What does mobility in the future actually look like? How will our cities develop? What will happen to transportation? These are the questions we wanted to pursue and interview experts about. The journey will take us to the state of Georgia, all over Europe and to South America. Our project includes articles focusing on Spain, Italy, France, Sweden, England, the USA and even Brazil. There are interviews with people who are working on vehicles of the future, and articles that deal with the question of how we must rethink transportation as a society so that the world of tomorrow does not sink into chaos.
One thing is clear: the mobility of the future will look different than it does today. The private car will be phased out, as car sharing points the way to a new form of mobility. And if society understands the sharing model as normal it could even lead to a stronger sense of togetherness.
Much of this sharing economy already exists on a small scale. This not only lowers costs, but also ensures that resources are conserved, and materials are better utilized.
”In the future, people will buy access to mobility products rather than owning them,” Christian Rauch of Germany’s International Society for Future and Trend Consulting said in an interview with the newspaper Die Welt.
If there are new forms of transportation, the space in which they move must also change. To what extent did visionaries like Jules Verne predict what is now considered realistic urban development, and how has the perception changed of what is possible?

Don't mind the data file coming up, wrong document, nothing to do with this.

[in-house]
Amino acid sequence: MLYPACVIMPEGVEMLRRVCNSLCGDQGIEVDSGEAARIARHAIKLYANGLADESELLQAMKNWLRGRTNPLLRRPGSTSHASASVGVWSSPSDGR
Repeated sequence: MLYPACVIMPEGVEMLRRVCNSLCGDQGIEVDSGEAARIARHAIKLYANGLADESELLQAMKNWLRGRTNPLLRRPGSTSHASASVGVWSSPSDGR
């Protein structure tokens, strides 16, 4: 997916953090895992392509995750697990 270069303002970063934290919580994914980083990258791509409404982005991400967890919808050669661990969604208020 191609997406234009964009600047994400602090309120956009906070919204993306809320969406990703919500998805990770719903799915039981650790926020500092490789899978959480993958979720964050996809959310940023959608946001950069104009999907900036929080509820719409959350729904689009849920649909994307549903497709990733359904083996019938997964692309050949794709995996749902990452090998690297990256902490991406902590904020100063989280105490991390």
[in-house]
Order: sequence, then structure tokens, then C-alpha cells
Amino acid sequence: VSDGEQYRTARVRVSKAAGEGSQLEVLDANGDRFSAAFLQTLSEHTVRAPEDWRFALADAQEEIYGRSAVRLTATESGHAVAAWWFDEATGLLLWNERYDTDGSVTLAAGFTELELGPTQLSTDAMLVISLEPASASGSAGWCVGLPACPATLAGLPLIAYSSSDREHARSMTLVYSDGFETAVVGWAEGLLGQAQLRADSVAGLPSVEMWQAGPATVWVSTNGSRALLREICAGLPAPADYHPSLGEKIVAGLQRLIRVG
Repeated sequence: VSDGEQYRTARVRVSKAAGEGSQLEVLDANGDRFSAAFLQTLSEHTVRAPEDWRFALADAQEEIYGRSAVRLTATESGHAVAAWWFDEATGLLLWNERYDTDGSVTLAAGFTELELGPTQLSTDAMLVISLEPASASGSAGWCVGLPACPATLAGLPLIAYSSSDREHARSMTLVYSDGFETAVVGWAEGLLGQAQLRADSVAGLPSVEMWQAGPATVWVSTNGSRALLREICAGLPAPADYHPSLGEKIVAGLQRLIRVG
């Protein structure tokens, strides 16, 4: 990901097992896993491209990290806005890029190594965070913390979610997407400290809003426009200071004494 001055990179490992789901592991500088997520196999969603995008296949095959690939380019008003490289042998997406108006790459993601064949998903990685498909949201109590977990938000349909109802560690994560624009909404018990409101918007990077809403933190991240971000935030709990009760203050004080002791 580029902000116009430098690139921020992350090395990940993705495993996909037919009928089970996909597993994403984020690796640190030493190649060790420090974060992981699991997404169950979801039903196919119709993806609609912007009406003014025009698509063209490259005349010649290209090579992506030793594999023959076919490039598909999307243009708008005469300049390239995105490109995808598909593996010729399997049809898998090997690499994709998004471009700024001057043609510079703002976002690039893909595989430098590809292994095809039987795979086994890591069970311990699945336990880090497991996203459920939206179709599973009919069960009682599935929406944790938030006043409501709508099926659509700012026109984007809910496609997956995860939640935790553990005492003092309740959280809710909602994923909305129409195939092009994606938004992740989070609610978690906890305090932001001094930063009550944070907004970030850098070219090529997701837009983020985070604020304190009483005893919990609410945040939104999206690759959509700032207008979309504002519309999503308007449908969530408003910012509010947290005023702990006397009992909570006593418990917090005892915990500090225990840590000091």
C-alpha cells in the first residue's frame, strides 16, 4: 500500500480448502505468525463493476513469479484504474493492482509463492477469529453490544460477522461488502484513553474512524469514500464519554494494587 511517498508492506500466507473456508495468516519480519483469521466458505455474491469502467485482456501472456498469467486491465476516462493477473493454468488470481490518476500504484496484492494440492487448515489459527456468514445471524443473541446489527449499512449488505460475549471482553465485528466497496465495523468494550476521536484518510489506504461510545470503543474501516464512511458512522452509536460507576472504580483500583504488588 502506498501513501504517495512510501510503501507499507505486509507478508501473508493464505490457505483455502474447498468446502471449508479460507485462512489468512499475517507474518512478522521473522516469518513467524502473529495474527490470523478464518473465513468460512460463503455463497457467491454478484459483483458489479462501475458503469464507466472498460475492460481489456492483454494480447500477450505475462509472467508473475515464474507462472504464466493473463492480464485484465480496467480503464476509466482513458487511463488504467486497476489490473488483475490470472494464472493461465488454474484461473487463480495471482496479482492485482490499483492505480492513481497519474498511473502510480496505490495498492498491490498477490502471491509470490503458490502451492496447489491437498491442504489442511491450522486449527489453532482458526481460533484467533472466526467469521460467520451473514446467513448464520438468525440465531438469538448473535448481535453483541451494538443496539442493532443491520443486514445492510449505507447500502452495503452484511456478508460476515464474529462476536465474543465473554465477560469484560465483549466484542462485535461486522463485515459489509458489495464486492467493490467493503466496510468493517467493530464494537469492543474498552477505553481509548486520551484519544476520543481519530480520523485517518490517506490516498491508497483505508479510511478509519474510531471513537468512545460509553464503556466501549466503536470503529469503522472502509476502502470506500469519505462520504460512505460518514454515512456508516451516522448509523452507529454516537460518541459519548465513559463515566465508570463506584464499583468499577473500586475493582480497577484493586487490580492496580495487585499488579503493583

The fact is more and more cities around the world are banning or restricting gasoline-powered vehicles from driving in their city centers, including Brussels and Paris. The aim is to reduce air pollution and combat climate change. The city of the future will not be car-friendly, but rather focus on a public transportation system that could even be elevated above buildings. According to estimates from the United Nations, by 2025 there will be 27 megacities around the world, each with more than 10 million inhabitants. So more environmentally friendly transportation solutions are badly needed.
So what will transportation look like for our commutes of the future? According to Stephan Rammler, the scientific director of the IZT – Institute for Future Studies and Technology Assessment in Germany, the transportation of the future lies in Asia. Mobility as a service, and especially ride-sharing will be the focus of this new urban mobility.